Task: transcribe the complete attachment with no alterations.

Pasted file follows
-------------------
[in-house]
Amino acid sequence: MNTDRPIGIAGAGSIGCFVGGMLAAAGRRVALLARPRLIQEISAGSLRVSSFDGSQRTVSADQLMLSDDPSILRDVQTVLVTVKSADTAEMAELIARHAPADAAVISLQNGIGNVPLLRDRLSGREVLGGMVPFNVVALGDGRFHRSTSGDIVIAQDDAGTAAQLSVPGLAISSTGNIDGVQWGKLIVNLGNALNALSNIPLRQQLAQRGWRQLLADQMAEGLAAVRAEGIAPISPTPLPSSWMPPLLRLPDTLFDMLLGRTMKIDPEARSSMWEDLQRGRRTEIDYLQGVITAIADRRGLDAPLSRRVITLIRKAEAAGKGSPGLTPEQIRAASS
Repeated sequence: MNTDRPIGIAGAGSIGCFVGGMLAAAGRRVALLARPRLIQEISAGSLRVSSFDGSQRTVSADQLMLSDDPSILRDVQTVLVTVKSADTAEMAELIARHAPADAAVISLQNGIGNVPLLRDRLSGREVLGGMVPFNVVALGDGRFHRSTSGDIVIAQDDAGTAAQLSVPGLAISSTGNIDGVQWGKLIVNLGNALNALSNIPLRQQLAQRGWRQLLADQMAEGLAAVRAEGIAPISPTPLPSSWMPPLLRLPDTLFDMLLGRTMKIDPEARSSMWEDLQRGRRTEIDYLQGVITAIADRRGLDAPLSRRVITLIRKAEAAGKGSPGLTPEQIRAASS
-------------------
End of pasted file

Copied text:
[in-house]
Amino acid sequence: MNTDRPIGIAGAGSIGCFVGGMLAAAGRRVALLARPRLIQEISAGSLRVSSFDGSQRTVSADQLMLSDDPSILRDVQTVLVTVKSADTAEMAELIARHAPADAAVISLQNGIGNVPLLRDRLSGREVLGGMVPFNVVALGDGRFHRSTSGDIVIAQDDAGTAAQLSVPGLAISSTGNIDGVQWGKLIVNLGNALNALSNIPLRQQLAQRGWRQLLADQMAEGLAAVRAEGIAPISPTPLPSSWMPPLLRLPDTLFDMLLGRTMKIDPEARSSMWEDLQRGRRTEIDYLQGVITAIADRRGLDAPLSRRVITLIRKAEAAGKGSPGLTPEQIRAASS
Repeated sequence: MNTDRPIGIAGAGSIGCFVGGMLAAAGRRVALLARPRLIQEISAGSLRVSSFDGSQRTVSADQLMLSDDPSILRDVQTVLVTVKSADTAEMAELIARHAPADAAVISLQNGIGNVPLLRDRLSGREVLGGMVPFNVVALGDGRFHRSTSGDIVIAQDDAGTAAQLSVPGLAISSTGNIDGVQWGKLIVNLGNALNALSNIPLRQQLAQRGWRQLLADQMAEGLAAVRAEGIAPISPTPLPSSWMPPLLRLPDTLFDMLLGRTMKIDPEARSSMWEDLQRGRRTEIDYLQGVITAIADRRGLDAPLSRRVITLIRKAEAAGKGSPGLTPEQIRAASS